Here is a paper I wrote that presents some of my overall learning and how it applies to how we think about drug research.


Altostrata set up Surviving Antidepressants – the best known website for people grappling with antidepressant dependence.  She has probably linked with more people about withdrawal than anyone else.

It’s not common, but we have a cohort of people who got skin symptoms and sensitivities as this woman describes, while tapering or after going off antidepressants. Itching is not uncommon. She may always have had a lurking allergic reaction to Effexor that tipped over when she was hypersensitized by withdrawal.

She should not have continued tapering through “mild” withdrawal symptoms. Continued tapering makes mild withdrawal symptoms worse.

If she had asked me, I might have suggested a reinstatement of 5 beads of Effexor. That is correct, 5 beads. This is to evade the hyper-reactivity that seems to be almost universal in withdrawal syndrome and which she’s already evidenced. We often find a very low dose reinstatement is enough to reduce withdrawal symptoms to a tolerable level; after that, improvement is gradual over months — not days or weeks. To repeat: Very low-dose reinstatement is sufficient. (With SSRIs, particularly paroxetine, I would take the occasion to substitute perhaps 1mg fluoxetine instead.)

Currently, she clearly is suffering from an unnecessary but typical prescription cascade from her psychiatrist. Her current symptoms (Effexor and Lyrica?) may be an allergic reaction to any one or a combination of her drugs, or it could be a universal hypersensitivity reaction to the absurdly high doses of all of them. To find out which drugs are causing the problem, I would ask her to submit a daily diary over several days including when she takes each drug, the dosage, and her symptoms after each dose.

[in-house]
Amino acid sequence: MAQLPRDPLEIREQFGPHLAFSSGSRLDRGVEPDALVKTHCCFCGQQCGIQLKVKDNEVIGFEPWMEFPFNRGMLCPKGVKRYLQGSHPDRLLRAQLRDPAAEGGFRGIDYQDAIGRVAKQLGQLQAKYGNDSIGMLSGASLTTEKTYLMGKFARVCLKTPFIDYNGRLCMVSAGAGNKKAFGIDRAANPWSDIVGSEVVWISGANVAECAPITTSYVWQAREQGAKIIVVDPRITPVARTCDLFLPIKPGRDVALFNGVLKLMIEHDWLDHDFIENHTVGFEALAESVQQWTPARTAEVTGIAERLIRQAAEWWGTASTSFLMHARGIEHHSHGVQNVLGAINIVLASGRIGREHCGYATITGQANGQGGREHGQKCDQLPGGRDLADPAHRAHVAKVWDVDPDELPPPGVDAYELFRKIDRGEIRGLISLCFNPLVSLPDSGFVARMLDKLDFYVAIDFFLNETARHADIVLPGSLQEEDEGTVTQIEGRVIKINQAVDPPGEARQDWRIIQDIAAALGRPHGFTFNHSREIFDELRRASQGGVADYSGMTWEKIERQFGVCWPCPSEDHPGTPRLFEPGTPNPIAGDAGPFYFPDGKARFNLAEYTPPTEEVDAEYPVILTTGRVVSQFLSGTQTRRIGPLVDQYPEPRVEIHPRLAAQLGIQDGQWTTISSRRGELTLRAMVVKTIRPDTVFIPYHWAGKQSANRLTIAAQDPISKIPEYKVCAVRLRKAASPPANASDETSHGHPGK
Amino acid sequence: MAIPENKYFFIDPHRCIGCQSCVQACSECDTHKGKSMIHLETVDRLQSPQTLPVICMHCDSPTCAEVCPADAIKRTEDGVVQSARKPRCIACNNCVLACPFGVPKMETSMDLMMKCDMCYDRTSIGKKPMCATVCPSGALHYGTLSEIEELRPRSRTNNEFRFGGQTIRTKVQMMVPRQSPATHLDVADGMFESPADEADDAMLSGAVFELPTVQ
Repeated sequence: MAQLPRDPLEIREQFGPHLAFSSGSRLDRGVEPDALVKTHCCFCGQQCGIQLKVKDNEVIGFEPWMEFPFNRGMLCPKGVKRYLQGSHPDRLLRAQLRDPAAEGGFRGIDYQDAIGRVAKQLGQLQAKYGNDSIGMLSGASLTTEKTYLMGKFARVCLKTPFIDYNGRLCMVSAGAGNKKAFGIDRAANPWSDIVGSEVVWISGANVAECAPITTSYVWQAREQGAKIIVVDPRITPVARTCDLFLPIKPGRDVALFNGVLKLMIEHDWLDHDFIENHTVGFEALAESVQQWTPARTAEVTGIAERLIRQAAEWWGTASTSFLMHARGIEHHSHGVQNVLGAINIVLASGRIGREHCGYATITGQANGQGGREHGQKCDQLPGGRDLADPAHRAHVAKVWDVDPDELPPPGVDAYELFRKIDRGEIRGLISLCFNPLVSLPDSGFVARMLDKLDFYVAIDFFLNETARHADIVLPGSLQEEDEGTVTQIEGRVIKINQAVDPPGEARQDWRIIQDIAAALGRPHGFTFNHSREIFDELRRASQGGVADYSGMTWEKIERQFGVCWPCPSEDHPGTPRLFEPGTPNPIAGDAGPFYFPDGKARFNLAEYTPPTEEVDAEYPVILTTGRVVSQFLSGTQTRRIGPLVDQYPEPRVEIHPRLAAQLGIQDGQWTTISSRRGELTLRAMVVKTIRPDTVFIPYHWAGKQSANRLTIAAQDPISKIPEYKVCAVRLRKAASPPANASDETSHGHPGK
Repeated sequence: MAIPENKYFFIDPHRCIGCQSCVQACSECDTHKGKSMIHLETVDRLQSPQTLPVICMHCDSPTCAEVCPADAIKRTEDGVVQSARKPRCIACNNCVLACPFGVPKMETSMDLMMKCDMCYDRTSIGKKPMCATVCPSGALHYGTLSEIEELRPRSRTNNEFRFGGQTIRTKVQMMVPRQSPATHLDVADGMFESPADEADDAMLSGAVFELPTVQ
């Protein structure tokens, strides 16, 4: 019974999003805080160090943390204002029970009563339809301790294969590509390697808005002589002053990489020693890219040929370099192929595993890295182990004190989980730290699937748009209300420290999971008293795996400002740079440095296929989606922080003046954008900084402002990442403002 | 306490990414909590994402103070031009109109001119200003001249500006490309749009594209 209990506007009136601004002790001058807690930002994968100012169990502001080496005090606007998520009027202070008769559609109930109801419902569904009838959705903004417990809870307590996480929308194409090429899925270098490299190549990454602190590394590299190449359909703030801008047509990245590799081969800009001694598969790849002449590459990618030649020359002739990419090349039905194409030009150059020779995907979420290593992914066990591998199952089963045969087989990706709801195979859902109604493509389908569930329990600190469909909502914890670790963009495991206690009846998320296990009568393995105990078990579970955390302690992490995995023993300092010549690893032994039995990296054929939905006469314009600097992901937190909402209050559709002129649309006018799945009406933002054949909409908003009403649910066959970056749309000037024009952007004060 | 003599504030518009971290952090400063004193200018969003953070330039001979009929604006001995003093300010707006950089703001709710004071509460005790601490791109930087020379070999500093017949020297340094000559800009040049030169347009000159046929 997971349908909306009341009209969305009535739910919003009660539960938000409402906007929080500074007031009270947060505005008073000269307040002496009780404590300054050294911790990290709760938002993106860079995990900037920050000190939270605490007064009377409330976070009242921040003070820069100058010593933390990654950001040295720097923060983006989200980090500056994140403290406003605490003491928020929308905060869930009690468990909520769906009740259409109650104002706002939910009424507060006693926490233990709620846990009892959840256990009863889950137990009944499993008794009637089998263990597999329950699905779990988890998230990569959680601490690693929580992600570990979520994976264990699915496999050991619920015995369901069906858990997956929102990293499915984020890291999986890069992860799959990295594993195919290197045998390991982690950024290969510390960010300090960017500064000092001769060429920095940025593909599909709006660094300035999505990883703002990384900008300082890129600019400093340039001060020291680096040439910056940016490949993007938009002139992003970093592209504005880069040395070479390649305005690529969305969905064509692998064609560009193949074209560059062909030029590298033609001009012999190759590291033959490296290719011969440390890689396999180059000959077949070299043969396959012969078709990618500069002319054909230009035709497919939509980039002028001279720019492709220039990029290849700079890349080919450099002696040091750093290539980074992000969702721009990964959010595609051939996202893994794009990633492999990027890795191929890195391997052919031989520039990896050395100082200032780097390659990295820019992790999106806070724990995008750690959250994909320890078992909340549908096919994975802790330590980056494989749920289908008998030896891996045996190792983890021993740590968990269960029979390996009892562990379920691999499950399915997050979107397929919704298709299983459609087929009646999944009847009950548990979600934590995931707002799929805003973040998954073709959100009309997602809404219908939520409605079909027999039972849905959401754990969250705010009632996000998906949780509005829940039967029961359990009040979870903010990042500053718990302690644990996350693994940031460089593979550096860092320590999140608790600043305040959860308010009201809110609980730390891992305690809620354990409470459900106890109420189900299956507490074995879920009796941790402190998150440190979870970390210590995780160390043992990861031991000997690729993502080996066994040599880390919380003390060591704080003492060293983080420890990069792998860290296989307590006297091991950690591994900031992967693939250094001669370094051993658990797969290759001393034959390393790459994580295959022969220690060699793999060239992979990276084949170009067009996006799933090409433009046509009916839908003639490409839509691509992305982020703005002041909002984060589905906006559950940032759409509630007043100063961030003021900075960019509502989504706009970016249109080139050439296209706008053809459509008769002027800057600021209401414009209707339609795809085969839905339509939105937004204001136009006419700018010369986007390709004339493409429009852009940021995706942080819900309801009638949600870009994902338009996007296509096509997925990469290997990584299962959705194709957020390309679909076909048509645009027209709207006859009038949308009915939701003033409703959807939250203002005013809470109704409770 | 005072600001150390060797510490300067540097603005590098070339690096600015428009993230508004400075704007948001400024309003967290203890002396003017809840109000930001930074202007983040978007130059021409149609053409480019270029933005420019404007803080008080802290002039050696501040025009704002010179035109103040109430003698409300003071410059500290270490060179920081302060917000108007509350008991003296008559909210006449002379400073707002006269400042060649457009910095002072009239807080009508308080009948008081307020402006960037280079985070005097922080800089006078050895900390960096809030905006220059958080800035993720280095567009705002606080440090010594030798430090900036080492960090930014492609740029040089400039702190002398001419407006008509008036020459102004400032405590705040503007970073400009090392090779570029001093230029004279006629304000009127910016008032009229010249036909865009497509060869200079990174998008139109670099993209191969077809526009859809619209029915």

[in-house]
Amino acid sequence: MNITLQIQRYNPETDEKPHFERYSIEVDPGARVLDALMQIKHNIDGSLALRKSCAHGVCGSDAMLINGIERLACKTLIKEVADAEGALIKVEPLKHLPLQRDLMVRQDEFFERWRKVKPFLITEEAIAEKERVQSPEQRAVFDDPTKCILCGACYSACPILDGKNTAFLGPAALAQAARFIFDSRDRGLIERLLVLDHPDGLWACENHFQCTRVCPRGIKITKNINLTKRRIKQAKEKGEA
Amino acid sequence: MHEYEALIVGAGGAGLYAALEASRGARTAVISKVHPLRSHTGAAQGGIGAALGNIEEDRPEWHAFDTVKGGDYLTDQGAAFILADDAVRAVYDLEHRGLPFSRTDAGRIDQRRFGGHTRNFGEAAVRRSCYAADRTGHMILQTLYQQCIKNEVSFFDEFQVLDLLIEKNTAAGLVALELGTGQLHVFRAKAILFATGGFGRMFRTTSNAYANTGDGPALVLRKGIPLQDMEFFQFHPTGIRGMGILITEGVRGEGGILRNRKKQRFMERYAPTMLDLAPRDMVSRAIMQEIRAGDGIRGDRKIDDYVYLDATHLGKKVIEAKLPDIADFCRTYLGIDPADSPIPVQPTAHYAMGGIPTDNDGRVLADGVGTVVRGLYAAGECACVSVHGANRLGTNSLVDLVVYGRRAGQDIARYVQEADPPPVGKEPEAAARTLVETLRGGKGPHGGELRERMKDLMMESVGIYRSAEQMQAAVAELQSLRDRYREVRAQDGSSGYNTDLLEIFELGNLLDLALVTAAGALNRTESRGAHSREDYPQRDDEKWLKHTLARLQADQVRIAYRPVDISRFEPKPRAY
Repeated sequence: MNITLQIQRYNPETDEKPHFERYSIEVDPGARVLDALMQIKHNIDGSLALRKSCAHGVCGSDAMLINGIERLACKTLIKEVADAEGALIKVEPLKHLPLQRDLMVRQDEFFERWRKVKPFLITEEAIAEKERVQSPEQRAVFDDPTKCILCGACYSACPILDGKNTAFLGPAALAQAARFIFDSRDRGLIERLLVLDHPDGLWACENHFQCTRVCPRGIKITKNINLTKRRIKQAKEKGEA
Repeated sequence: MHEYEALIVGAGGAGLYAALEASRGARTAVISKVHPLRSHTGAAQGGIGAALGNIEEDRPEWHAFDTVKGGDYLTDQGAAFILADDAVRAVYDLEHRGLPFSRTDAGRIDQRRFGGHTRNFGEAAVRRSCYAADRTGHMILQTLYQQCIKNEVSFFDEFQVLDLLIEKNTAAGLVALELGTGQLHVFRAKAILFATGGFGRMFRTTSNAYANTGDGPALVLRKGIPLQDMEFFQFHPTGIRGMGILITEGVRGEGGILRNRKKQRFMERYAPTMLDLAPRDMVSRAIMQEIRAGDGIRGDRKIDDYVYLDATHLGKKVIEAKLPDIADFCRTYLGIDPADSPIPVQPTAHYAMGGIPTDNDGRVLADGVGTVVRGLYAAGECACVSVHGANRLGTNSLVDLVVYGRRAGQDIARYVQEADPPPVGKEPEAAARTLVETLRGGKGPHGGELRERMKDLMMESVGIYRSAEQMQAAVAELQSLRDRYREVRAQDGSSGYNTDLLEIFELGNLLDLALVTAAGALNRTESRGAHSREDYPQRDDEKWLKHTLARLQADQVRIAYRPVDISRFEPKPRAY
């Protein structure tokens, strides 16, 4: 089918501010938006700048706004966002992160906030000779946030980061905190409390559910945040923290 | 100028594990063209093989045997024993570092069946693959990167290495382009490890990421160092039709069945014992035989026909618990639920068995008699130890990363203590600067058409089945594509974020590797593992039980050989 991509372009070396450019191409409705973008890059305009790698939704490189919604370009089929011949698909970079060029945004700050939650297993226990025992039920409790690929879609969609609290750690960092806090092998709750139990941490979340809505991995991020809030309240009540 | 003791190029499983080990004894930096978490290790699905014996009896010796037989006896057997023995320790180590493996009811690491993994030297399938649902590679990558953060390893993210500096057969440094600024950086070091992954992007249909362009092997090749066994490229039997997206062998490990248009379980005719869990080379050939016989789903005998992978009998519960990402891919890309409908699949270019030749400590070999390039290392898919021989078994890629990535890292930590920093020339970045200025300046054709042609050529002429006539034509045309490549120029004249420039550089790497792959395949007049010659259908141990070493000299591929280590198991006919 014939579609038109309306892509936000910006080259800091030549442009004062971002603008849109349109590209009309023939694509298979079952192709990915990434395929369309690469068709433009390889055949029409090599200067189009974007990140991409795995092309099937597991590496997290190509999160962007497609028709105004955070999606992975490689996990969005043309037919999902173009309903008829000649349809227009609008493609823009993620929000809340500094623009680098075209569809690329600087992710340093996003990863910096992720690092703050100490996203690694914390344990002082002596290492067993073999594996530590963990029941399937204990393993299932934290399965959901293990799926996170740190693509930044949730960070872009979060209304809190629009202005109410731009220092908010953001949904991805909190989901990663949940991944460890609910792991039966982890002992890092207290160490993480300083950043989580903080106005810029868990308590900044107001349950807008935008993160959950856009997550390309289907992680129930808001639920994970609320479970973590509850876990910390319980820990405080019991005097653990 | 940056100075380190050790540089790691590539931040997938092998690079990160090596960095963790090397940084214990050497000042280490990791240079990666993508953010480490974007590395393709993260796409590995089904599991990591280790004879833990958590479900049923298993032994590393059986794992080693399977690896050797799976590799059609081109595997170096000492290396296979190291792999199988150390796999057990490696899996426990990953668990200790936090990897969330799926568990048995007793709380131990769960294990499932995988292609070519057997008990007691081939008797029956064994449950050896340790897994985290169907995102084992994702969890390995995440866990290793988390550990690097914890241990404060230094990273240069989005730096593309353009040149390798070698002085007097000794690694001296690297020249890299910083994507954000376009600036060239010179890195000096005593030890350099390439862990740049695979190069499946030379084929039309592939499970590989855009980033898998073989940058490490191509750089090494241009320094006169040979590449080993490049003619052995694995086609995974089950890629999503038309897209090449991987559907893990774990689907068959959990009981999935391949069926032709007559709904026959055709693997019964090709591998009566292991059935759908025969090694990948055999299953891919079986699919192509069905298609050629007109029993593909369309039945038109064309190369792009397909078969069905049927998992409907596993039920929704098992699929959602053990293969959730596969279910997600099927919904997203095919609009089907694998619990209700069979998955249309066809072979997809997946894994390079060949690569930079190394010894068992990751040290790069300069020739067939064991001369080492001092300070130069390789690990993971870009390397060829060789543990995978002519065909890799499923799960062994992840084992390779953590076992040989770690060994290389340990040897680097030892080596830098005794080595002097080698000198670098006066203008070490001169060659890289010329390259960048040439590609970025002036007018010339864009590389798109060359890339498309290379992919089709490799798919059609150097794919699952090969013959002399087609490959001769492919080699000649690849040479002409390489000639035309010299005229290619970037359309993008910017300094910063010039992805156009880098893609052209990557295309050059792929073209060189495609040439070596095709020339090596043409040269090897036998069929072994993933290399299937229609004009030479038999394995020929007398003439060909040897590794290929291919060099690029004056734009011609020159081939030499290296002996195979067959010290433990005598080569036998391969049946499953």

If it’s a single drug causing the reaction, symptoms will be more severe shortly after taking the dose or at peak plasma. To find a drug-drug reaction, I would map the P450 cyp requirements of each drug she’s taking.

She didn’t say how much Lyrica she’s taking, but I’ll bet it’s a lot. As she observes, it causes constipation. If she weren’t taking an unholy amount of Effexor, it’s likely a lower amount of Lyrica would help her sleep. As this woman observed, Effexor always interfered with her sleep.

My guess is that gradually reducing Effexor will help quite a bit. She may have to cope with “psychological” symptoms. I imagine she feels terrible physically and will be further traumatized when she realizes the drugs are making her sick. Feeling “depressed”, angry, helpless, and betrayed in these situations is a normal reaction.

So, overall, she’s overdrugged by a typical psychiatrist who thinks more is better and all the patient’s complaints are due to “depression”. As ever, I am disgusted and appalled at the utter cluelessness of a profession that throws psychotropics into people with wild abandon.

Would like to point out that very low dose reinstatement for post-discontinuation withdrawal symptoms conforms to theory underlying hyperbolic taper. As demonstrated in the SERT occupancy literature, you don’t need a lot of drug for partial receptor occupancy.

Shapiro, Bryan B. Subtherapeutic Doses of SSRI Antidepressants Demonstrate Considerable Serotonin Transporter Occupancy: Implications for Tapering SSRIs.

Psychopharmacology 235, 9 (2018): 2779–81.

Bob Fiddaman

Bob Fiddaman is a wee known SSRI activist. Over the years, The Fiddaman Blog has discombobulated the UK regulator and many others and his account of withdrawal from Seroxat/Paxil in The Evidence However is Clear shaped perceptions of the problem – See Here

I suspect we may all have different opinions but I write these down as someone who has gone through a 19 month taper of Seroxat (Paxil) and three month period of cold-turkey.

  1. Do you think this lady has Effexor withdrawal?


  1. Are her “skin” difficulties anything you have come across before?

Absolutely. ‘Skin-itching’ is otherwise known as ‘crawling skin sensation’, which is a classic symptom of akathisia.

It’s sometimes difficult to explain. I’ve read many first hand accounts where people describe it as small worms crawling under their skin.

Even the National Alliance on Mental Health (NAMI), who are a pharma funded organisation, admit this. They write:
“The symptoms you are experiencing could be due to your medication. These types of symptoms are consistent with a side effect referred to as akathisia. Those with akathisia experience an inability to sit still and a constant urge to move. Due to a feeling of inner restlessness, a patient may experience fidgeting, pacing, rocking while standing or sitting, crossing and uncrossing legs while sitting, and constant movement of the feet. Patients have also described these feelings as “wanting to jump out of my skin” and as a “crawling skin sensation.” ~